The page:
Small Wars Journal

Al Qaeda

Countering Terrorism Center at West Point: Al-Qa`ida’s Soon-To-Be Third Emir? A Profile of Saif al-`Adl

Fri, 02/19/2021 - 5:53pm

Full Article:

Abstract: With the confirmed deaths of Hamza bin Ladin and Abu Muhammad al-Masri, as well as the reported (but as yet unconfirmed) demise of al-Qa`ida’s second emir, Ayman al-Zawahiri, the likely next in line to inherit the leadership is an Egyptian who goes by the nom de guerre Saif al-`Adl. Like the late Abu Muhammad, Saif lives in Iran and is apparently restricted from leaving the country. Little is known about his current movements or activities. Nevertheless, Saif’s revered status within the movement, as well as his deep experience as a military, intelligence, and security leader and a terrorist planner, make him a potentially dangerous emir.

Salafi Jihadism and Chemical Weapons Attacks: Ideological Contrasts and Strategic Constraints

Thu, 06/27/2019 - 1:07am
Chemical weapons attacks remain an uncommon choice for militant and terrorist organizations targeting Western countries. Their rarity makes them an attractive option, as the shock factor associated chemical weapons attacks plays into the main goal of any terrorist attack: to instill fear and insecurity in the population.

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IRGC (Sepah) and Hezbollah Strategic Note No. 1: Ex-IRGC General Details Iranian Influence in Bosnian War and Early Ties to al-Qaeda

Fri, 05/03/2019 - 12:34am
A former Islamic Revolutionary Guards Corps (IRGC) General, Saeed Ghasemi has, as early as 2015, revealed Iran’s involvement in the Bosnian War. While not much has been written about the topic nor has Ghasemi penned articles, there are videos of him on Iranian-state news outlets discussing Iran’s involvement. In the latest interview from 2019, Ghasemi reveals details of the Guards relationship with al-Qaeda.

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Toward Understanding the Actions of the Islamic State and Other Jihadist Groups as Military Doctrine SWJED Thu, 01/24/2019 - 9:43am
After over a decade and a half of the “War on Terror,” the United States and its allies have discovered the difficulty of fighting insurgent terrorist organizations like al-Qaeda and the Taliban. Operating from hard-to-reach areas, such as mountains and deserts, exploiting lack of effective government control, and leveraging support from local populations, these organizations have developed a way of war that defies even U.S. military efforts.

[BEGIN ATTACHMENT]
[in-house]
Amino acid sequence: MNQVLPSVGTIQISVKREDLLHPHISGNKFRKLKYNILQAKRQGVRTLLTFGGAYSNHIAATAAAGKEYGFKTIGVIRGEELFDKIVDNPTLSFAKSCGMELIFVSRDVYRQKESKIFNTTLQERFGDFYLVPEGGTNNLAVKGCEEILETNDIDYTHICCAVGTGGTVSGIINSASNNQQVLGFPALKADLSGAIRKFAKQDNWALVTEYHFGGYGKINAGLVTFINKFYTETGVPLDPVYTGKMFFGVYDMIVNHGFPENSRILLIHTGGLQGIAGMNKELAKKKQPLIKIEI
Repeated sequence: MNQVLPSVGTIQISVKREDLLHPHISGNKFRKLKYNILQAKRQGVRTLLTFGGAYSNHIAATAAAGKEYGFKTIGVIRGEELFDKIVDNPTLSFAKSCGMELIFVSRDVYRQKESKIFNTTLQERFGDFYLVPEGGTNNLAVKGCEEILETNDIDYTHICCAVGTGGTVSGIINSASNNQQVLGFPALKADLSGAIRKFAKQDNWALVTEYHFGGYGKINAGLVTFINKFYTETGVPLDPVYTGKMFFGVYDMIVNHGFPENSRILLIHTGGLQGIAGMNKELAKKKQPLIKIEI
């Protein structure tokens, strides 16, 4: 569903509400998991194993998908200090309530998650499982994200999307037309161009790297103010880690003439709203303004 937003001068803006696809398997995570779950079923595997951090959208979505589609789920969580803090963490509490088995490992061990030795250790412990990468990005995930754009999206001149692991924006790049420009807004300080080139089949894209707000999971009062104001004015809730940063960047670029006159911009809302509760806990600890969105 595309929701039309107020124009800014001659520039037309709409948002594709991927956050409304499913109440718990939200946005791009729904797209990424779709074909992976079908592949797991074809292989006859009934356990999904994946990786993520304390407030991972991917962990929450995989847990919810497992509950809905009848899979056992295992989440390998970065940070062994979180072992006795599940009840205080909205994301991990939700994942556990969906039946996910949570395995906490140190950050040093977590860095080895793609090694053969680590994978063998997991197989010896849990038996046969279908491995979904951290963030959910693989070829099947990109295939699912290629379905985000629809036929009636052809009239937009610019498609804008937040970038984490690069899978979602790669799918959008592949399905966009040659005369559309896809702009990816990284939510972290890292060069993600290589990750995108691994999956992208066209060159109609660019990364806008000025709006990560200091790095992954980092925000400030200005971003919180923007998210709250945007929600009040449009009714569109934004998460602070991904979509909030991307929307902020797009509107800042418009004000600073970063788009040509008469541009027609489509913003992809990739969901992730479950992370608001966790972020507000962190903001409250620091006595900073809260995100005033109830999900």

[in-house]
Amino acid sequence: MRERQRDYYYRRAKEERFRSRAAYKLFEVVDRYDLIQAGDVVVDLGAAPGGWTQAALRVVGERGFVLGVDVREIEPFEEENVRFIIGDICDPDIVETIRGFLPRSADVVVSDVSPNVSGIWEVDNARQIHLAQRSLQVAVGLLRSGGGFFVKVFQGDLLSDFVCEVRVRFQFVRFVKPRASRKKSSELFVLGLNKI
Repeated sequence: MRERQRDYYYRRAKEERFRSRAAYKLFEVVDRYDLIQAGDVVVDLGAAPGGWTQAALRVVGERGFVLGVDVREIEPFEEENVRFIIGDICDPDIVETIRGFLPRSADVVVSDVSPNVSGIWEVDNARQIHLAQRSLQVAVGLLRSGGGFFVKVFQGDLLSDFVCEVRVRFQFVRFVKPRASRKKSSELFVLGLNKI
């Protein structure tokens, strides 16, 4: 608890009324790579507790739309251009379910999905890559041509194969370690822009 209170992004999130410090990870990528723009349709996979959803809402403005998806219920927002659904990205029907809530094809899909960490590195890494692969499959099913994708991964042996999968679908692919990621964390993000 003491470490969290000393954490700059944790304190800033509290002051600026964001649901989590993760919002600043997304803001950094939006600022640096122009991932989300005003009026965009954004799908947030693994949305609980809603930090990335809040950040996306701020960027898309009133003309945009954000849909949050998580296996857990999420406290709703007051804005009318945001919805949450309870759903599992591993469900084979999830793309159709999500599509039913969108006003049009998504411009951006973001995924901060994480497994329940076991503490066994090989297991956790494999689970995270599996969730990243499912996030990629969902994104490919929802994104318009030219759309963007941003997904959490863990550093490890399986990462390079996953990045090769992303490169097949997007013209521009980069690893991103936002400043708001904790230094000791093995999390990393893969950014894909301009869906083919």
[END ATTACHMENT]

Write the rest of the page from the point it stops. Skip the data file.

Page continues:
A Country Study of Communist Terrorism and Islamic Radicalization in Brazil: Implications for Civil Affairs and Psychological Operations in Counter-Guerilla Warfare

Wed, 12/26/2018 - 1:31am
Al-Qaeda religious extremist theology is a negative social movement in Brazil. Additional factors such as poverty, discrimination, and government inefficiency will permit radical Islamists to multiply and the Al-Qaeda terroristic theology to become a dangerous social movement in Brazil. Human terrain analysis and sociological intelligence notes that Al-Qaeda has embedded themselves into benevolent and peaceful Islamic communities of Brazil. Failure to believe that Al-Qaeda is not active in Brazil is a major social problem and intelligence failure.

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How the 2011 US Troop Withdrawal from Iraq Led to the Rise of ISIS

Sun, 12/23/2018 - 4:42pm
The United States was on the verge of achieving a lasting victory in the Iraq War after a costly seven-year occupation and the deaths of nearly 4,500 U.S. troops. In 2006, Al Qaeda in Iraq (AQI) had lost its charismatic leader and chief strategist, Abu Musab al-Zarqawi. Over the next few years, the organization lost its base of support as Iraq’s Sunni tribes turned against it and began fighting beside US and Iraqi troops to eject the terrorists from their communities. By 2010, Iraq had emerged from its civil war and AQI had become irrelevant. Then, President Barack Obama made two strategic mistakes that reversed that progress and sent Iraq spiraling back down the path of sectarian violence.

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The Role Al Qaeda Plays in Cyberterrorism

Sun, 08/12/2018 - 12:24am
As outlined in this report, I chose a specific terrorist organization, Al Qaeda, and analyzed the role that they played in cyberterrorism. Throughout the paper, I discussed how the terrorist organization utilized the internet to indoctrinate as well as recruit likeminded extremist individuals, delved into how Al Qaeda used the internet to conduct cyberterrorism, included some insight into how this particular terrorist organization’s activities effect the larger topic of cybersecurity, and touched on what the future of Al Qaeda could be in the cyber realm. Hopefully, after reading this paper, people will not dismiss Al Qaeda’s cyberterrorist capabilities or underestimate them while they are probably in the process of refining their credibility in cyberspace.

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SWJ Book Review - “The Muhammad Code: How a Desert Prophet Brought You ISIS, al Qaeda, and Boko Haram” SWJED Wed, 09/13/2017 - 10:12am

The author has written an extraordinarily thorough and richly descriptive argument, with a variety of supporting themes.